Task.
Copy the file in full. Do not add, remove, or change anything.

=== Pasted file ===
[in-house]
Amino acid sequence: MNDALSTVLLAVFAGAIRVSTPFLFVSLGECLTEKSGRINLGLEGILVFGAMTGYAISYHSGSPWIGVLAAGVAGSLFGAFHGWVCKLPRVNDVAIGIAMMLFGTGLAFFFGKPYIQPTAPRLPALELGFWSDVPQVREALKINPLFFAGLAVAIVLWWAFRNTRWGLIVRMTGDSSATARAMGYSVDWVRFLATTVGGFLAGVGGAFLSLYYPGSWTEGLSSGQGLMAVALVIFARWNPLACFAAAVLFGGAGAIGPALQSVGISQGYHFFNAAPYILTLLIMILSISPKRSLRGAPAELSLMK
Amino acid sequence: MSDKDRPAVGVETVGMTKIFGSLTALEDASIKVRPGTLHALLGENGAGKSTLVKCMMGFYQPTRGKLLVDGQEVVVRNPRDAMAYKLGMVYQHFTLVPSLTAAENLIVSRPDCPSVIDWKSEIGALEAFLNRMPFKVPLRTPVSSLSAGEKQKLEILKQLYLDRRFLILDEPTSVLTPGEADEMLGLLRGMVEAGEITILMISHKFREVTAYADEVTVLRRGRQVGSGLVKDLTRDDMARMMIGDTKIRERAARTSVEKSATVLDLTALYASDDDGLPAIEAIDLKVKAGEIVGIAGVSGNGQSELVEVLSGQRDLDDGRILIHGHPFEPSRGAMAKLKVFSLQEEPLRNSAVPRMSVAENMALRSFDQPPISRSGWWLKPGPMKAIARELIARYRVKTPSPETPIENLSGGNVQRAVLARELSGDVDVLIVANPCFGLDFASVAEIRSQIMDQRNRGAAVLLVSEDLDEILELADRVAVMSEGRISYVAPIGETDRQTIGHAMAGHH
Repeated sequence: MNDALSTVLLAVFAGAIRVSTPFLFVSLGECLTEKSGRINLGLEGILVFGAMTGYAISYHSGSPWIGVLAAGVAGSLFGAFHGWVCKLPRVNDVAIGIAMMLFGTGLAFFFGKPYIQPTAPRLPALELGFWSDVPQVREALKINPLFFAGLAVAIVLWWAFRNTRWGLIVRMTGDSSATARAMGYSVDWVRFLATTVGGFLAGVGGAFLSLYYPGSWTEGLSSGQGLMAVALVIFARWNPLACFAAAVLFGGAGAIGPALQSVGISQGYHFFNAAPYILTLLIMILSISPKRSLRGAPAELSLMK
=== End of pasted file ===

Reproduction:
[in-house]
Amino acid sequence: MNDALSTVLLAVFAGAIRVSTPFLFVSLGECLTEKSGRINLGLEGILVFGAMTGYAISYHSGSPWIGVLAAGVAGSLFGAFHGWVCKLPRVNDVAIGIAMMLFGTGLAFFFGKPYIQPTAPRLPALELGFWSDVPQVREALKINPLFFAGLAVAIVLWWAFRNTRWGLIVRMTGDSSATARAMGYSVDWVRFLATTVGGFLAGVGGAFLSLYYPGSWTEGLSSGQGLMAVALVIFARWNPLACFAAAVLFGGAGAIGPALQSVGISQGYHFFNAAPYILTLLIMILSISPKRSLRGAPAELSLMK
Amino acid sequence: MSDKDRPAVGVETVGMTKIFGSLTALEDASIKVRPGTLHALLGENGAGKSTLVKCMMGFYQPTRGKLLVDGQEVVVRNPRDAMAYKLGMVYQHFTLVPSLTAAENLIVSRPDCPSVIDWKSEIGALEAFLNRMPFKVPLRTPVSSLSAGEKQKLEILKQLYLDRRFLILDEPTSVLTPGEADEMLGLLRGMVEAGEITILMISHKFREVTAYADEVTVLRRGRQVGSGLVKDLTRDDMARMMIGDTKIRERAARTSVEKSATVLDLTALYASDDDGLPAIEAIDLKVKAGEIVGIAGVSGNGQSELVEVLSGQRDLDDGRILIHGHPFEPSRGAMAKLKVFSLQEEPLRNSAVPRMSVAENMALRSFDQPPISRSGWWLKPGPMKAIARELIARYRVKTPSPETPIENLSGGNVQRAVLARELSGDVDVLIVANPCFGLDFASVAEIRSQIMDQRNRGAAVLLVSEDLDEILELADRVAVMSEGRISYVAPIGETDRQTIGHAMAGHH
Repeated sequence: MNDALSTVLLAVFAGAIRVSTPFLFVSLGECLTEKSGRINLGLEGILVFGAMTGYAISYHSGSPWIGVLAAGVAGSLFGAFHGWVCKLPRVNDVAIGIAMMLFGTGLAFFFGKPYIQPTAPRLPALELGFWSDVPQVREALKINPLFFAGLAVAIVLWWAFRNTRWGLIVRMTGDSSATARAMGYSVDWVRFLATTVGGFLAGVGGAFLSLYYPGSWTEGLSSGQGLMAVALVIFARWNPLACFAAAVLFGGAGAIGPALQSVGISQGYHFFNAAPYILTLLIMILSISPKRSLRGAPAELSLMK